By planning, you can help avoid unexpected costs. If you set a certain dollar amount per month, you’ll be less likely to be swayed to purchase specials or additional promotions that are outside of the parameters you set. You’ll be continuously approached with new advertising opportunities and places to spend your money. But, you can’t do everything and having a budget set ahead of time will hopefully keep you in the black.
3. How much did you make last year?
Consider what your income was last year. Or, if you’re just starting out, consider what you plan for it to be this year. Basing your budget on a percentage of the previous year’s sales is a popular way to determine your baseline. According to the Small Business Association, small businesses (with revenue of less than $5 million) should plan to spend seven to eight percent of their revenue on marketing. Keep in mind, there should be a plan behind this spending. I recommend continuing with proven methods that are working well for you. But, at the same time, sprinkle in some variety and try new things. You never know when a medium that’s been very effective for you in the past will drop off for whatever reason.
4. Remain flexible.
As trends and mediums change, so should you. As your revenue grows, or possibly shrinks, you may need to adjust your numbers. Always pay attention to what your marketing is or isn’t generating. Responsible business owners are good stewards of their money, spending where it’s most needed and most beneficial to their bottom line.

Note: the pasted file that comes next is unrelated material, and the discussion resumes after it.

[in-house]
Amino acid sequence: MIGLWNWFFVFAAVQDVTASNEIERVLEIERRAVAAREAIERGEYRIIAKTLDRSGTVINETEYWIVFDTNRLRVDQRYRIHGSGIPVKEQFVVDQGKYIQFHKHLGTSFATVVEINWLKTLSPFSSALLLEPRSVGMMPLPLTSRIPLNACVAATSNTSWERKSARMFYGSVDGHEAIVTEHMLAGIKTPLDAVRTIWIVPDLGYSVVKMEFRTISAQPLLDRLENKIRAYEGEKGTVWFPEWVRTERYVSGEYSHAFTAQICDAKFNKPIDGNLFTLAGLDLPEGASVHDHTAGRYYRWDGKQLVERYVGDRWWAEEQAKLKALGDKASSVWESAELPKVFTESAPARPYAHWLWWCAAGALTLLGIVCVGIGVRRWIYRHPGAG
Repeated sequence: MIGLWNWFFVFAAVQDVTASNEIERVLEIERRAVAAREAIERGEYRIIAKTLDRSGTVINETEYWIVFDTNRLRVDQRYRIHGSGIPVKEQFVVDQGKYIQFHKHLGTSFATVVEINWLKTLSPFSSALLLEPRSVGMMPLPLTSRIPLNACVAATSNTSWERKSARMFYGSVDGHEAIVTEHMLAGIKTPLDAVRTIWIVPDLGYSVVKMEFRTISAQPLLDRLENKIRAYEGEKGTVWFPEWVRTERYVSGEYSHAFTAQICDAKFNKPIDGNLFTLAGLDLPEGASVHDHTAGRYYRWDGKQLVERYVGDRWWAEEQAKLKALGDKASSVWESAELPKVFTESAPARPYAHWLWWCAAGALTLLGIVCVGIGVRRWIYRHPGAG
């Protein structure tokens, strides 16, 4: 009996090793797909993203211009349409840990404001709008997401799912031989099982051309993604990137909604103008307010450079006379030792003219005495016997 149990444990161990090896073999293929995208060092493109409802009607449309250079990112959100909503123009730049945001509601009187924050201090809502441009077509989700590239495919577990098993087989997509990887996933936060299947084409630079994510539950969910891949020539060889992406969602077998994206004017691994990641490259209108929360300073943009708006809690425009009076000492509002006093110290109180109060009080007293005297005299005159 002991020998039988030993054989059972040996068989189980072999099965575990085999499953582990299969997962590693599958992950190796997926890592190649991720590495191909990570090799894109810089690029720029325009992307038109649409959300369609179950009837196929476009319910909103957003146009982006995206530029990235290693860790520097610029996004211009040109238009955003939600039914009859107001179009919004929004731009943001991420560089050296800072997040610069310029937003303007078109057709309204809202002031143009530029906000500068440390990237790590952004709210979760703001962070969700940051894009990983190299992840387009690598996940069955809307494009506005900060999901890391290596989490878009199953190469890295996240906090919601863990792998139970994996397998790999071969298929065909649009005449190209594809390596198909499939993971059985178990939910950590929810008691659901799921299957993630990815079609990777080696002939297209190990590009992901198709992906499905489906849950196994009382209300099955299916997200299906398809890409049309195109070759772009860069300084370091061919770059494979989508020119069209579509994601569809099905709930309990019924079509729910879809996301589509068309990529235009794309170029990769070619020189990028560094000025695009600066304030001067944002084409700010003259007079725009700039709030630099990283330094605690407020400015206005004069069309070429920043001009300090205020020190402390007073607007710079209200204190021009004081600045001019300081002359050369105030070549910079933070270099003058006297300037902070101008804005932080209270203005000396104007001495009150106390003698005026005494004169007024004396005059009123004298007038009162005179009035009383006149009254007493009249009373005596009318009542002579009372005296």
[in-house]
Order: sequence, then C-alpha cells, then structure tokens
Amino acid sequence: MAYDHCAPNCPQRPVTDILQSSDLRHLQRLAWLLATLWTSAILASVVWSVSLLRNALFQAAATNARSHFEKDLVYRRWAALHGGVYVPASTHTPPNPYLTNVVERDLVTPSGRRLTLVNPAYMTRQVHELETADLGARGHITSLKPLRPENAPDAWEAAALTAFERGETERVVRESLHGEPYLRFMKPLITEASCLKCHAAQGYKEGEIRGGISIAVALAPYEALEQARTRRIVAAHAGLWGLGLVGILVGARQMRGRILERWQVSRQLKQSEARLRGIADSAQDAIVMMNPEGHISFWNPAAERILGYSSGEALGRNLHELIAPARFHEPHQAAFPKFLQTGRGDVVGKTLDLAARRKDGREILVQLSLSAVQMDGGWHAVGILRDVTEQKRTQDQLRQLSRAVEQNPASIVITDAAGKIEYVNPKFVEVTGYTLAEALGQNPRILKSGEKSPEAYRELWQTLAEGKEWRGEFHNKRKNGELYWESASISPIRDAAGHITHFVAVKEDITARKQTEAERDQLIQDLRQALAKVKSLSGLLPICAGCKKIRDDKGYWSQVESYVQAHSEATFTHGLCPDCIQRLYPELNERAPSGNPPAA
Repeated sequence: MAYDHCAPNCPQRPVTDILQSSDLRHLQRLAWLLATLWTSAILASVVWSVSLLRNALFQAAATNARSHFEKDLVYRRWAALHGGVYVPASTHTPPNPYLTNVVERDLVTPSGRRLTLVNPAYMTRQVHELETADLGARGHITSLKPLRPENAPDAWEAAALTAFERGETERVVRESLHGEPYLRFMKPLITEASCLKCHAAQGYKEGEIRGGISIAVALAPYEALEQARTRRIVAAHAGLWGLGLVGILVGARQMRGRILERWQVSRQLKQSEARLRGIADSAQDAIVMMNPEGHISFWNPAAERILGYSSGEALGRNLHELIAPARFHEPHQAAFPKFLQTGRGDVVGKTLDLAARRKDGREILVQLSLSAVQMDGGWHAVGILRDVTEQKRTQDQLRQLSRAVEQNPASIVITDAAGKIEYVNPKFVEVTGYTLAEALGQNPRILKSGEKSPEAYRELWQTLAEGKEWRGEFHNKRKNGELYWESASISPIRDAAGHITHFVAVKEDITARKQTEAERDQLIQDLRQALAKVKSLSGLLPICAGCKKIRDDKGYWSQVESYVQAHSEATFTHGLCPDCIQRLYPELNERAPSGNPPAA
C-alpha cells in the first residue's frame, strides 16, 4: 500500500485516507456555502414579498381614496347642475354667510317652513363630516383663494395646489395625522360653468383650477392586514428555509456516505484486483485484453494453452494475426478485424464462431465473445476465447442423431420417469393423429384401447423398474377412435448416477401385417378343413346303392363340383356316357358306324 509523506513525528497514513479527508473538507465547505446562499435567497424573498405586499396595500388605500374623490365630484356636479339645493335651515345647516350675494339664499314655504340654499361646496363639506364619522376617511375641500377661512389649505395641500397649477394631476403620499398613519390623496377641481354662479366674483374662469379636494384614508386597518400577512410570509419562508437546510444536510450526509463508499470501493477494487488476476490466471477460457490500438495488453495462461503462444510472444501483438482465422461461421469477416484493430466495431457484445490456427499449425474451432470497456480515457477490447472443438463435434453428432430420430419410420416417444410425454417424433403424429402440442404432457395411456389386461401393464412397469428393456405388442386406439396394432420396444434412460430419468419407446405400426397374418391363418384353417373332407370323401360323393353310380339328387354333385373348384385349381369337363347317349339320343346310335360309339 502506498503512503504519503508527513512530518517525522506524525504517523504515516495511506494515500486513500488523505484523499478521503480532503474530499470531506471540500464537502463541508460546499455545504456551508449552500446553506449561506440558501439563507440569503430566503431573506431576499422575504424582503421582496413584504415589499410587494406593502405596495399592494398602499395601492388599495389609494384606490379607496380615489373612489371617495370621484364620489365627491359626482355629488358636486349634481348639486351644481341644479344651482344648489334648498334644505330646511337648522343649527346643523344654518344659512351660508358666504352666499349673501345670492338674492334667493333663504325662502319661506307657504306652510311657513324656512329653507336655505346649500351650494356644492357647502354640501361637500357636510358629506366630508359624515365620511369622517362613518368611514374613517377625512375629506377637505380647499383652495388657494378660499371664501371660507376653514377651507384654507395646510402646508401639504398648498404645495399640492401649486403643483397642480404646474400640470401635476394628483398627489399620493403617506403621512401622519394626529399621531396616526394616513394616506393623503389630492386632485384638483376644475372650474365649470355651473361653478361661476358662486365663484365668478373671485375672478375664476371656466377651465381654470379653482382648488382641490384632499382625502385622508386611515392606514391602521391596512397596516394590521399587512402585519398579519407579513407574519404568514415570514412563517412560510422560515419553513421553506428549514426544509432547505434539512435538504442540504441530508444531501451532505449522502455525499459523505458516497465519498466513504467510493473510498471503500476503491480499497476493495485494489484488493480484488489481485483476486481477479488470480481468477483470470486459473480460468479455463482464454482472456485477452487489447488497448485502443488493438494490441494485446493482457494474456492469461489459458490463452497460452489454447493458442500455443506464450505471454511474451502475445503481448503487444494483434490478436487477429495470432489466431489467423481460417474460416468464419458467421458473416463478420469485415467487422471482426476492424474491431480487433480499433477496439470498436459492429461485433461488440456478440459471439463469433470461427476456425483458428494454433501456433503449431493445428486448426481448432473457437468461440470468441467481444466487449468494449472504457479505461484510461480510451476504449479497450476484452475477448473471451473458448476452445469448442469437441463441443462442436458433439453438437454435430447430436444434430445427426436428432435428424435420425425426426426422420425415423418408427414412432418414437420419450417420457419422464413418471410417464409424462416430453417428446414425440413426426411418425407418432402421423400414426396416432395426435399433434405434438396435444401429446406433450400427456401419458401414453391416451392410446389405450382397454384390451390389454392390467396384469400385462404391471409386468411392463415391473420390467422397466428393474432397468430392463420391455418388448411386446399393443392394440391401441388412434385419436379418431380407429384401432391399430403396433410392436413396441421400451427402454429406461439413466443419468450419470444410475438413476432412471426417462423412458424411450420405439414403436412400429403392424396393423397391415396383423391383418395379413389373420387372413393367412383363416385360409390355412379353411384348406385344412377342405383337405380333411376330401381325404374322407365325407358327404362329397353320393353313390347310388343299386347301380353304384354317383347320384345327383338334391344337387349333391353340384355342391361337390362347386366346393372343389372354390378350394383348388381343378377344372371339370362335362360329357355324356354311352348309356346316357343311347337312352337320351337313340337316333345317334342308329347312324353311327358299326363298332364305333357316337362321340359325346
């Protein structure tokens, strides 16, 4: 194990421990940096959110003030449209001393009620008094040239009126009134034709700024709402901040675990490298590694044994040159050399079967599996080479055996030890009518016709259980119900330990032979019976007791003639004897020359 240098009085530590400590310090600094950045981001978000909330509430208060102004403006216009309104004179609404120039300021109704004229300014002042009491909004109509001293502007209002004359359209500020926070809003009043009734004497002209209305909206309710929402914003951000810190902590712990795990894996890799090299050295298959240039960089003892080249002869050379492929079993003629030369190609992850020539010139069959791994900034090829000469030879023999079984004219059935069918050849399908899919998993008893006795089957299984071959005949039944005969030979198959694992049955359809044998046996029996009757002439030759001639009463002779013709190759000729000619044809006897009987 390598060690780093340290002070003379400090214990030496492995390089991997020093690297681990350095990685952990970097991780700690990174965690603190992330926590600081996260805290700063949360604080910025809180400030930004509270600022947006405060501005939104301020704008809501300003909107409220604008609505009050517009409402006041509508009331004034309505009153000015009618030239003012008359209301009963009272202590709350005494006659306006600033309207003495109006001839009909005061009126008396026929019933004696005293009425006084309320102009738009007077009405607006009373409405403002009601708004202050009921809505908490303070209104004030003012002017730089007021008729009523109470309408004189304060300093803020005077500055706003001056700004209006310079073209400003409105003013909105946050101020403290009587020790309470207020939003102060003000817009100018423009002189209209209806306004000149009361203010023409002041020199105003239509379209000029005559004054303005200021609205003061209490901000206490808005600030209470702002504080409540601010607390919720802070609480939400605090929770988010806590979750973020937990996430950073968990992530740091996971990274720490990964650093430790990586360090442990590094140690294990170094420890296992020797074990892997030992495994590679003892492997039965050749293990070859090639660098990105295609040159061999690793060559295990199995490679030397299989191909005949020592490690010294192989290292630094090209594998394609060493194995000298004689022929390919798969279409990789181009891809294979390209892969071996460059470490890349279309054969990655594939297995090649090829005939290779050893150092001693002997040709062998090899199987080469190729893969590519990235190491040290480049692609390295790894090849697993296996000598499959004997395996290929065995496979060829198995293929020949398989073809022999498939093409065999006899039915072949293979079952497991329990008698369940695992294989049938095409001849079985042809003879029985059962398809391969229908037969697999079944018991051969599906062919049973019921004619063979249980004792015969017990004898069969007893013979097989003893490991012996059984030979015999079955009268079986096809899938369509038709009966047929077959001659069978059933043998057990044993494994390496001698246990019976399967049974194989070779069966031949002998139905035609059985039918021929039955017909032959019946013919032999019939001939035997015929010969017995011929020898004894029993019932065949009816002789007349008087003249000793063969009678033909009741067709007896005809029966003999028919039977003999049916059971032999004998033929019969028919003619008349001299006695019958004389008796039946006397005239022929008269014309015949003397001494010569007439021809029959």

By consistently monitoring your ROI (return on investment), you can be a better steward of your money. If you’re placing online ads, watch how many clicks are coming through. When you receive new orders, ask where they found you. Things like this can help you determine where best to spend your money and when it might be a good idea to change things around.
What tips do you have? What works well for you? In addition to the four tips above, I highly recommend an accounting software, or at the very least a spreadsheet to track all of your incoming and outgoing funds. Keep track of your weekly and monthly expenses and income, and it will be a lot easier when tax time rolls around.
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Originally published February 10, 2015. Content updated December 5, 2018.
Dawn Berryman is the founder and owner of MarketMommy.com and Market Mommy:: The Blog, online marketing resources for mom entrepreneurs. Market Mommy shows moms how and where to market their businesses. She holds a B.A. from Indiana University in English, communications, and journalism and has worked in the marketing/communications field since 2002. She resides in rural Ohio with her husband, three children, and their Wheaten Terrier. Dawn has operated an online business since 2006 and has worked from home full-time since 2017. For more information, please see: Market Mommy.